In a few short weeks, Jews all over the world will unite in celebrating the annual completion of the Torah-reading cycle. Communities, families and individuals will participate in a range of communal festivities, including singing, dancing, learning and dining. For many centuries, Simchat Torah, the climax of the Tishrei season, has been observed with enthusiasm and spirit, as many maintain a deep appreciation for the holiday’s extraordinary potential and opportunity.
More recently, Simchat Torah has become a day marked by new features and trends, which, at times, lack the sacred qualities of our more established traditions. One such example is the popularity of teen get-togethers, often labeled “reunions.” Large numbers of teens, from different communities of origin, gather together to spend the 48-hour holiday in each other’s company. These gatherings, some organized while others not, have become so commonplace that, for many of our teens, Simchat Torah reunions have become a defining feature of the holiday. For many, in fact, it is not a question of if one will be going away for Simchat
Torah; the only questions are where, with whom and how will you be getting there.
I can certainly appreciate the appeal of this model, particularly as Simchat Torah comes at the conclusion of a long holiday season. Spending the last days of Yom Tov with friends, while taking a small break from family, is understandably attractive and easily relatable. Furthermore, for teens who may be seeking opportunities to sing and dance in a high-energy environment, they will more likely achieve a lively and spirited experience if they stick together.
While some members of host communities have expressed their pleasure in receiving a large influx of young guests, these gatherings often attract unanticipated trouble and unwanted attention. Those shuls who have sought to protect themselves from negative exposure, risk and liability have attempted to restrict “nonparticipating” teens (as they choose to define) from their premises. While their efforts may or may not succeed in allowing them to protect their institutional interests, these measures have not been successful in reducing the frequency nor the impact of troubling incidents, which have, at times, included criminal behaviors and life-threatening emergencies. Rather than occupy local shuls, groups of teens will enjoy each other’s company in the streets, local parks and often in private homes. In recent years, many of our yeshiva high schools have sent written communications to parents in advance of Simchat Torah, alerting them to the potential risks their children may encounter over the holiday.
Yet, despite these sincere efforts to educate and alert parents, a sizable (and likely growing) number of our teenagers continue to participate in self-planned gatherings and extemporaneous activities. Of greatest concern is the fact that these gatherings often lack adequate supervision, if there is any supervision at all. Not surprisingly, many teenagers find themselves facing challenges and temptations they are not prepared, capable or perhaps committed to properly and responsibly managing As a result, there have been many reported situations in which teens casually observe or actively participate in dangerous behaviors they were never personally pursuing. These activities, which often include alcohol consumption and drug use, consistently occur in the absence of sufficient adult supervision.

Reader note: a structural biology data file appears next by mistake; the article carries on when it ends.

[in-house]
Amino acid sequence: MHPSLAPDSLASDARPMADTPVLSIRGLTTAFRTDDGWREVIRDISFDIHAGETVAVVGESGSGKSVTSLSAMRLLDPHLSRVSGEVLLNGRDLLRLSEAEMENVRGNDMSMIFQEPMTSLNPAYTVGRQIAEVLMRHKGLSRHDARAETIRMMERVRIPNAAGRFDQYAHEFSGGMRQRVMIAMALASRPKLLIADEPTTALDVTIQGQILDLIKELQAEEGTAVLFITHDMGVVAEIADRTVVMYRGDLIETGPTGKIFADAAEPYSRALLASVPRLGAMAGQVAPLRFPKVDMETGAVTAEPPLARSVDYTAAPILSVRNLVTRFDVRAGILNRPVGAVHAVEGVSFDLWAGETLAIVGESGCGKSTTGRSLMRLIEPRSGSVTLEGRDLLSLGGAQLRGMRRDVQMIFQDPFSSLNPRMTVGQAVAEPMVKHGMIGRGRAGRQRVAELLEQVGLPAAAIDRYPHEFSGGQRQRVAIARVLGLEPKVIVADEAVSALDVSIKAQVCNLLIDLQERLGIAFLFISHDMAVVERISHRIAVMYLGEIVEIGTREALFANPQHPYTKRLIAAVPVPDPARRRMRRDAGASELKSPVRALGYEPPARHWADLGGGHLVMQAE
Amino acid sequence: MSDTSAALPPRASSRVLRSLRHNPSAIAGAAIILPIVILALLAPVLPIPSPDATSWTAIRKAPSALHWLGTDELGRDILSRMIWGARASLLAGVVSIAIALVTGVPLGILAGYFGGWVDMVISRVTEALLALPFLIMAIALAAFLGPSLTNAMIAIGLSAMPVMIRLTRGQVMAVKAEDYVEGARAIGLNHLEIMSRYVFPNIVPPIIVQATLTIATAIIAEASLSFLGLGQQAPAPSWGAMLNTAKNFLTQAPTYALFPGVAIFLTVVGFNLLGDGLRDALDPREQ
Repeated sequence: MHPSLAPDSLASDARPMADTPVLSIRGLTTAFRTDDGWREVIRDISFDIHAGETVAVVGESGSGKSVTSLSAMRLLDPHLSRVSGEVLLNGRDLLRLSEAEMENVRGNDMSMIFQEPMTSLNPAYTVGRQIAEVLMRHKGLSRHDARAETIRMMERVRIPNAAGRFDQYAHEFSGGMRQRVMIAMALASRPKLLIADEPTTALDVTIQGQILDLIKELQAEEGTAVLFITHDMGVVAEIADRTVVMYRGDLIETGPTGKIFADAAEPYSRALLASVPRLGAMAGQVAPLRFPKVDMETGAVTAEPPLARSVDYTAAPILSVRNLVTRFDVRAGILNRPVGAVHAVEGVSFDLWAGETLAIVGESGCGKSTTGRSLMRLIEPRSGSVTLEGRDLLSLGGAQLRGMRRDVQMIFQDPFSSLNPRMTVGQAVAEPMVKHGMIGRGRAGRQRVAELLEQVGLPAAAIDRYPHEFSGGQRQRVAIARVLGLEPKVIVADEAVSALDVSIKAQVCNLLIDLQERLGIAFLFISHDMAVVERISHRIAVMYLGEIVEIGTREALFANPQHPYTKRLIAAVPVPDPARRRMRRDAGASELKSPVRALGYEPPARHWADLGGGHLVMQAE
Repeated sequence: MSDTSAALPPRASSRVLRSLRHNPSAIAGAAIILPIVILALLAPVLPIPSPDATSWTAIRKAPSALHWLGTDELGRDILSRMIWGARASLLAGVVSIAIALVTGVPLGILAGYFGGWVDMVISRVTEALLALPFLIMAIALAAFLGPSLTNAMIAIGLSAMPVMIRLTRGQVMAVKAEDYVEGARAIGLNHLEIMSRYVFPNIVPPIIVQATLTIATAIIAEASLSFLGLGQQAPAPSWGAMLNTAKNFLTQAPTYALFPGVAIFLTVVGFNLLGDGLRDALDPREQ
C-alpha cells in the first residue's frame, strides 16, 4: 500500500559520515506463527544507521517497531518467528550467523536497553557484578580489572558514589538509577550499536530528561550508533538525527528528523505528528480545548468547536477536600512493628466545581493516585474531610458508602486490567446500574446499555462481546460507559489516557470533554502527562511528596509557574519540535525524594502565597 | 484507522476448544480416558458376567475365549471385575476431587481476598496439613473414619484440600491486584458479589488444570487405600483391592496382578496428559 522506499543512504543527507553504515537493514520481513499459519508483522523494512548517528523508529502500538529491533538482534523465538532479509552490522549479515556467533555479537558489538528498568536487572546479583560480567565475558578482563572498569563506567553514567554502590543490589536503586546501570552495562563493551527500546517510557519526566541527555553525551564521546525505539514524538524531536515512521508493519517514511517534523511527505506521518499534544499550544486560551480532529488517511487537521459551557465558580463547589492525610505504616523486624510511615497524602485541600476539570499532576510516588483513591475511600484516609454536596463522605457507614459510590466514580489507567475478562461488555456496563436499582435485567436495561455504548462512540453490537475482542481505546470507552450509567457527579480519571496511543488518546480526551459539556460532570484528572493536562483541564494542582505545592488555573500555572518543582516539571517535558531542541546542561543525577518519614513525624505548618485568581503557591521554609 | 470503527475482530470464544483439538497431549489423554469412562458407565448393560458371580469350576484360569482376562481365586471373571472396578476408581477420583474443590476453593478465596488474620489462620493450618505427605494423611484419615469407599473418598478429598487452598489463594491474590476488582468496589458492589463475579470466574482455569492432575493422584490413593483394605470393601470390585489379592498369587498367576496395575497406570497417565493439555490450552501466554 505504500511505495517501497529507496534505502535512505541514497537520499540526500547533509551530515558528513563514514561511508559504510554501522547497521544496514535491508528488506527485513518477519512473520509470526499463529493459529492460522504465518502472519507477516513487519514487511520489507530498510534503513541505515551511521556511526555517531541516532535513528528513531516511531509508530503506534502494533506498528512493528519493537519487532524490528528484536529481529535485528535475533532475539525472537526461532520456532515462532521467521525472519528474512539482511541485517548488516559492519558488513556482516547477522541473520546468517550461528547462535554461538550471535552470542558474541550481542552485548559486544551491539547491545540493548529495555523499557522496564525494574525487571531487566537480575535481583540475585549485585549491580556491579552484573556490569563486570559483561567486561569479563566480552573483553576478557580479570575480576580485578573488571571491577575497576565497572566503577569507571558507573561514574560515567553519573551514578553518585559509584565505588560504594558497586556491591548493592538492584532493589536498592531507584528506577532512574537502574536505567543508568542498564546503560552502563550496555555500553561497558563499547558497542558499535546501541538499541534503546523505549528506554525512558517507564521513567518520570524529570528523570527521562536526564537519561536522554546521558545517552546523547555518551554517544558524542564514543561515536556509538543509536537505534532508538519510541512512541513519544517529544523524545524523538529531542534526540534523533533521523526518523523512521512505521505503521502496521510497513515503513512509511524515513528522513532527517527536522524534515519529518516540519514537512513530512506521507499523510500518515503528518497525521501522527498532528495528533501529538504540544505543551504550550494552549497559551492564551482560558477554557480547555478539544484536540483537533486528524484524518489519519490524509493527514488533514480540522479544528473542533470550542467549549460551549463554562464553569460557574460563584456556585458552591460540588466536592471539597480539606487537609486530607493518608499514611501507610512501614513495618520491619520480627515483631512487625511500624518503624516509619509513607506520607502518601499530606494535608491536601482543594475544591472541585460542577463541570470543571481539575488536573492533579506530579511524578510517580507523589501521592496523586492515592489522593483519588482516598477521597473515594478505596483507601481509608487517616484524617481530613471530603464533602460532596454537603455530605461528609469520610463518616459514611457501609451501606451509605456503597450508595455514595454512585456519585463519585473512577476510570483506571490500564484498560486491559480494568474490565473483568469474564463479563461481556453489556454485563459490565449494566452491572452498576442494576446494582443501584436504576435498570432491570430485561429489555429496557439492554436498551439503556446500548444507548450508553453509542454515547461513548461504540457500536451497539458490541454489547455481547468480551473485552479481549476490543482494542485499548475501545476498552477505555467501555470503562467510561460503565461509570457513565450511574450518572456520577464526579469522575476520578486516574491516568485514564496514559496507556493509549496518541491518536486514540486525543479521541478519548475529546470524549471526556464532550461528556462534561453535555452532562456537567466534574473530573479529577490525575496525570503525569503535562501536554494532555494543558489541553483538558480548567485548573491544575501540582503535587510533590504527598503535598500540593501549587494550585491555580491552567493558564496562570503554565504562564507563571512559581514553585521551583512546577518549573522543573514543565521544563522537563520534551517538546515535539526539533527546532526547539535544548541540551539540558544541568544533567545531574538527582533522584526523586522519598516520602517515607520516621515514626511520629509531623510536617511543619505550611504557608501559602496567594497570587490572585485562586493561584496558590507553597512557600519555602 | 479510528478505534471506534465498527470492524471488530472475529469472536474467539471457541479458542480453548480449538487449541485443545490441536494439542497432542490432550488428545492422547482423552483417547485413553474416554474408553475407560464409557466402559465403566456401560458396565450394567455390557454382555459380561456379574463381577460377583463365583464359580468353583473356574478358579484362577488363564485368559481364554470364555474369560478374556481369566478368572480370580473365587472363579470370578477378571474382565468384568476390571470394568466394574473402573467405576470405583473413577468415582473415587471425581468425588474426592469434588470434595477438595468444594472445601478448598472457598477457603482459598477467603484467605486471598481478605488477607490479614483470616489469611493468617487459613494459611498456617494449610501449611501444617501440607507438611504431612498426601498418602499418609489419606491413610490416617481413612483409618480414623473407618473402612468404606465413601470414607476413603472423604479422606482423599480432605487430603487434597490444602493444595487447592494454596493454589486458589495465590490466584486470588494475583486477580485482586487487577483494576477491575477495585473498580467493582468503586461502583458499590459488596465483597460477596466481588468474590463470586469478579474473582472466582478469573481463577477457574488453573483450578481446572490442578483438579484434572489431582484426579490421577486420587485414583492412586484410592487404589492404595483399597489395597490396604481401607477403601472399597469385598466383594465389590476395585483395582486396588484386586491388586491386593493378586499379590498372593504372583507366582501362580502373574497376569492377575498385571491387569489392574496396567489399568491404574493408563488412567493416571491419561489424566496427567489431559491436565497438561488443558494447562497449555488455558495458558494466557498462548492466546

Which brings me to the point of this message.
Parents, please parent your children. Although teenagers are transitioning into adulthood, they do not yet possess the emotional nor psycho-physiological capabilities to properly handle many challenging situations independently. It is a parents’ role and responsibility to provide or arrange for supervision when needed. To be clear, this is not a call for 24-hour parental surveillance. I am a strong believer that parents should allow their teenagers to experience opportunities of independence, at times completely withdrawing themselves and allowing their children to discover, often through trial and error, how to become responsible adults. No, I do not believe that it is appropriate for parents to track their teenagers’ every move, nor to listen in on their conversations. But to allow groups of teenagers to spend 48 hours (or 24, or 12, or even six, for that matter) in an inadequately supervised setting is a gross and negligent failure of parents—not of the schools, shuls nor summer camps. Toeing the line with teenagers can be enormously challenging, particularly when our kids perceive that “all” their friends do “whatever they want.” Regardless, though, of how our kids respond, allowing them to participate in unsupervised gatherings/events/parties/reunions is a complete and total abdication of parents’ most sacred and primary responsibility: to protect one’s children from harm. Could there possibly be a more important halachic, moral and rational responsibility?
As we prepare to celebrate Simchat Torah, let us commit, collectively and individually, to act as responsible parents. Regardless of when you are reading this, it is not too late to insist that your teenager’s social activities be properly supervised. Regardless of where your teenager was last Simchat Torah, it is not too late to insist upon an itinerary that is transparent, reasonable and appropriate. Regardless of what sort of parenting your teenager is accustomed to, it is not too late to insist upon basic norms of safety and accountability. Let us please commit together to protect and safeguard the most precious gifts with which we have been entrusted: our children.